A family violence claim may be supported by judicial evidence or non-judicial evidence.

Judicial evidence can be proven by a court ordered injunction or restraining order made against your ex-partner either under the Family Law Act 1975 or under a state or territory law. Alternatively, a court conviction or finding of guilt made against your ex-partner for assault against you or a dependant can be used.

Upon presentation of judicial evidence, a decision maker must make a finding of family violence against the victim. This of course provides a more streamlined process for an applicant to prove the existence of family violence and continue with the permanent residency visa application.

Non-judicial evidence requires the applicant to complete a statutory declaration. This is a sworn or affirmed statement made by you attesting to the truth of the facts contained in the statement. The statutory declaration sets out the events regarding the family violence and names the person alleged to have committed the violence.

The statutory declaration must be supported with two other forms of evidence from at least two of the following categories:

  • a medical or hospital report or discharge summary, or statutory declaration from a registered medical practitioner or nurse;
  • a record of assault, police report or statutory declaration by a police officer or witness statement provided to a police officer during an investigation;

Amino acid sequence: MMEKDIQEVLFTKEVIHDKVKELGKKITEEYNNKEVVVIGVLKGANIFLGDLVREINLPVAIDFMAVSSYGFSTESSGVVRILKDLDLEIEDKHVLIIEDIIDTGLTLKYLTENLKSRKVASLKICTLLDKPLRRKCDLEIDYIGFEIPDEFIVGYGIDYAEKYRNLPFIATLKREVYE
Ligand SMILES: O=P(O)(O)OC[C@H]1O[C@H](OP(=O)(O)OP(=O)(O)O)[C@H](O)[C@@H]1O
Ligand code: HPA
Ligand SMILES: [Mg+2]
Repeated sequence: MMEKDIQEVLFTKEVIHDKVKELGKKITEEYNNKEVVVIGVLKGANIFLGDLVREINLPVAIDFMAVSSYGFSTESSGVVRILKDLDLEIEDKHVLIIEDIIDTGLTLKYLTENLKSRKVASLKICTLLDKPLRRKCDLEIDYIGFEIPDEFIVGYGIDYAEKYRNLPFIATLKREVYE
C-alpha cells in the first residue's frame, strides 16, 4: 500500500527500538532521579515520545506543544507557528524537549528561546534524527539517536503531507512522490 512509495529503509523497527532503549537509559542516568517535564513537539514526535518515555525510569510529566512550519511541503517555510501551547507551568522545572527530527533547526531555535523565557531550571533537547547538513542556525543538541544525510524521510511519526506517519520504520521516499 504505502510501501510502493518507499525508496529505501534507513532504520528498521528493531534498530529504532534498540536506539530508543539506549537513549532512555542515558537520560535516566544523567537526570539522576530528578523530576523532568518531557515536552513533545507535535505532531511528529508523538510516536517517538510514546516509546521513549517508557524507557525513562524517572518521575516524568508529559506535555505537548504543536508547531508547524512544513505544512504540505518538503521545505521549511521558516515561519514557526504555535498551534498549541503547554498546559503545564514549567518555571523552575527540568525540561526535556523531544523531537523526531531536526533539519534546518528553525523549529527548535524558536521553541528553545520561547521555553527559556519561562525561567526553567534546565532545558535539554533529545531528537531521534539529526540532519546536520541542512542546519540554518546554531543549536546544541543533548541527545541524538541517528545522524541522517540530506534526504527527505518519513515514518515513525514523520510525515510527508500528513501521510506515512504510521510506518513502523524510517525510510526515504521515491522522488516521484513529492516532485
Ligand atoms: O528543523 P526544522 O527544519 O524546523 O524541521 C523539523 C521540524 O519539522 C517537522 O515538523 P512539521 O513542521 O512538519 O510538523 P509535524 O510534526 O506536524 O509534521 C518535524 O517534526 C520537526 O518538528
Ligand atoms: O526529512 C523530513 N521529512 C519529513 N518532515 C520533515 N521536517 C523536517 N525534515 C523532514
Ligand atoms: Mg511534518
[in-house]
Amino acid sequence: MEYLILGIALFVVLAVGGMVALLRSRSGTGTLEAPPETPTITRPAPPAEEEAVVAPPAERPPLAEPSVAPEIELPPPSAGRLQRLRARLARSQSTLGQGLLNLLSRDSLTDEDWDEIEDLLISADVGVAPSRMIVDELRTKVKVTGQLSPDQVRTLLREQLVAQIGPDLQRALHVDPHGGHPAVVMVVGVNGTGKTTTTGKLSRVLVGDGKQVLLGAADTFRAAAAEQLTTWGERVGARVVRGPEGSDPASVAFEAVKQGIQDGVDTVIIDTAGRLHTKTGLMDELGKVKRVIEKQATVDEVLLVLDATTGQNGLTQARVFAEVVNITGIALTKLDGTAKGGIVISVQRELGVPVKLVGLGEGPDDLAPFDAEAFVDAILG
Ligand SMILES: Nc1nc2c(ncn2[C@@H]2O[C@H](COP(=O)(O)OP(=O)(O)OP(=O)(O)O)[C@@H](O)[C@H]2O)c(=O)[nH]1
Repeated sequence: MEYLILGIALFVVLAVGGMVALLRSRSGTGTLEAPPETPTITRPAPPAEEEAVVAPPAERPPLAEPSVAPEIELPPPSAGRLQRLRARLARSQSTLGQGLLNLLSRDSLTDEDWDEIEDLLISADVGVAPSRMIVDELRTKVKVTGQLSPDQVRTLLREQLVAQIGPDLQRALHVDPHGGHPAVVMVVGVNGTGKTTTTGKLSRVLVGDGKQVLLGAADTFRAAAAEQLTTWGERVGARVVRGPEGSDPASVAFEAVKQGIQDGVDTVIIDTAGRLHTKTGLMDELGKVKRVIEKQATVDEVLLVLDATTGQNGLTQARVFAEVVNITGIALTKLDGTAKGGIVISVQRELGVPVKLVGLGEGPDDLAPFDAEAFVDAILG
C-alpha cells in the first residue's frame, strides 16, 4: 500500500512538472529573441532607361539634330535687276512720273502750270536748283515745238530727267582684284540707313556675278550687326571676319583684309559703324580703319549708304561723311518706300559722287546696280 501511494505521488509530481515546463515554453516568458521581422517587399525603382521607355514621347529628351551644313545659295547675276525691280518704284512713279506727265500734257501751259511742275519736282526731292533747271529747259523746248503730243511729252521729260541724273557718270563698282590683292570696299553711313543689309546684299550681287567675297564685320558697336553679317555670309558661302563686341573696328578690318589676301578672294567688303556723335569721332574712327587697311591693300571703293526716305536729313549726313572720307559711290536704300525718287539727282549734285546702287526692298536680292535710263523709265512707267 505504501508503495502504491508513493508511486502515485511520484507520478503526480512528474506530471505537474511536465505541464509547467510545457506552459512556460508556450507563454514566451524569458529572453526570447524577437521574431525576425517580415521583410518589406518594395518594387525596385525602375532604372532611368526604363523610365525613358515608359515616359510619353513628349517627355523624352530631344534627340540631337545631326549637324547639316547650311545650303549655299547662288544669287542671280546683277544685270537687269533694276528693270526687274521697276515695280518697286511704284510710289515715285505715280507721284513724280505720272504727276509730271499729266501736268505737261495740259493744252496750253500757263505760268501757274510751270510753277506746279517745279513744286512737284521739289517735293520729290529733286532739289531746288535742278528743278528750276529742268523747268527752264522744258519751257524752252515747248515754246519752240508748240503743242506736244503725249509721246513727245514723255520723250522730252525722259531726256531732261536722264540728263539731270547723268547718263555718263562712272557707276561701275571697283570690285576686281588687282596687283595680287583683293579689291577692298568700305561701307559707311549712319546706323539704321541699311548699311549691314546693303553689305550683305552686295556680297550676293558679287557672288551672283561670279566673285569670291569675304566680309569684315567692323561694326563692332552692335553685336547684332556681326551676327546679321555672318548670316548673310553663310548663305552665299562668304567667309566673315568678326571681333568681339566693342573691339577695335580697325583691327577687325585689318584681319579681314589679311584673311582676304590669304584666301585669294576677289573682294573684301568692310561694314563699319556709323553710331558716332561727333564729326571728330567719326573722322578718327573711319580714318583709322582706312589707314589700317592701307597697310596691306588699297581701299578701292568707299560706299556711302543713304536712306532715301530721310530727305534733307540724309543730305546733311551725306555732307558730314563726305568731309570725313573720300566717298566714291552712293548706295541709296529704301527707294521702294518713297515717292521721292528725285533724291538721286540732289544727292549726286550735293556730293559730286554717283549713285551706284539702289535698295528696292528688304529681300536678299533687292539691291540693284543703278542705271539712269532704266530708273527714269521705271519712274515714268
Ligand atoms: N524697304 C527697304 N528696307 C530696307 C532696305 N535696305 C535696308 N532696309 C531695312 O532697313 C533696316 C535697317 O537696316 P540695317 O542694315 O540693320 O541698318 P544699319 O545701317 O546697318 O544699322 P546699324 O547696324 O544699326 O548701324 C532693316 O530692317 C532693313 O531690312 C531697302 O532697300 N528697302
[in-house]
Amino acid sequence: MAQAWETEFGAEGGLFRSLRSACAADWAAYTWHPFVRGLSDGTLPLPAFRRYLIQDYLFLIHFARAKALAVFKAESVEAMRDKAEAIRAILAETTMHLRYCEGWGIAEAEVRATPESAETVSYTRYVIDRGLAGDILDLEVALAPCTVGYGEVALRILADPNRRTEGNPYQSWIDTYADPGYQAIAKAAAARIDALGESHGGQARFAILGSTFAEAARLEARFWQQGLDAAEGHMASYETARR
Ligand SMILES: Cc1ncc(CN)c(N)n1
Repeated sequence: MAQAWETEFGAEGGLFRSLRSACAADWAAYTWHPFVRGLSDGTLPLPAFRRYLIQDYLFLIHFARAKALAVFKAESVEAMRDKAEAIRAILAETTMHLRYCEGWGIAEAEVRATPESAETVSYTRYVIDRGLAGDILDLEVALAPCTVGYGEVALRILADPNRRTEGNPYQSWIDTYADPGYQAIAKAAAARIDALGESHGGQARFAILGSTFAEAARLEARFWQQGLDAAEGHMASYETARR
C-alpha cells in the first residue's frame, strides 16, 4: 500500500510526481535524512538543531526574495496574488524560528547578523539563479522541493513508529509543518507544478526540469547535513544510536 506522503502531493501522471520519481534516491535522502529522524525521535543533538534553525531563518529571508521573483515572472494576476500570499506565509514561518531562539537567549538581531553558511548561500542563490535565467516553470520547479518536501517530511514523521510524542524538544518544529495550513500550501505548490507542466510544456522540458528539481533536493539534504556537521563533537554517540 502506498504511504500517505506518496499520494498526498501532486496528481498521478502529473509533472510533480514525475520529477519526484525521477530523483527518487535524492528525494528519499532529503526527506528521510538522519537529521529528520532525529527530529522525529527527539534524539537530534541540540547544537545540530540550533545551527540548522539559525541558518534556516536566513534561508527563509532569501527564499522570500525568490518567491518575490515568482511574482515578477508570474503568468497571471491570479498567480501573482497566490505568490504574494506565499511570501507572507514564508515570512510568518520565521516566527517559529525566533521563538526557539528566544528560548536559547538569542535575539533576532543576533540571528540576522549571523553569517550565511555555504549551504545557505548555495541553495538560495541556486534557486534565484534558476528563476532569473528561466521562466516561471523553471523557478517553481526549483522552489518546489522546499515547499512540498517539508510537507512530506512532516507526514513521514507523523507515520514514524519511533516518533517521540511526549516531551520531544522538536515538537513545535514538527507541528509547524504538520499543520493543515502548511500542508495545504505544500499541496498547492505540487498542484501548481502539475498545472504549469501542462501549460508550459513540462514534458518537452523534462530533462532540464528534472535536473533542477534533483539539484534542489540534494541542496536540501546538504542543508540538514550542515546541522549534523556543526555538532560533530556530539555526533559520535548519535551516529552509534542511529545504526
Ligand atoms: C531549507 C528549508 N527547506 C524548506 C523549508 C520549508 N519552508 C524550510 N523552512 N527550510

• a report or statutory declaration made by an officer of a child welfare or protection authority;
  • a letter of assessment or report from a staff member of a women’s refuge or family/domestic violence crisis centre;
  • a statutory declaration made by a social worker who has provided counselling and assistance to the alleged victim;
  • a statutory declaration made by a registered psychologist who has treated the alleged victim;
  • a statutory declaration by a counsellor or family consultant from a Family Relationship Centre;
  • a statutory declaration made by a school counsellor or school principal.

The documents must generally identify the alleged victim of violence and perpetrator. The Regulations set out the specific criteria to be addressed for each category of evidence. For example, medical documents should provide details of the physical injuries sustained or mental health treatment provided for a condition that would be consistent with the psychological abuse claimed.

What next?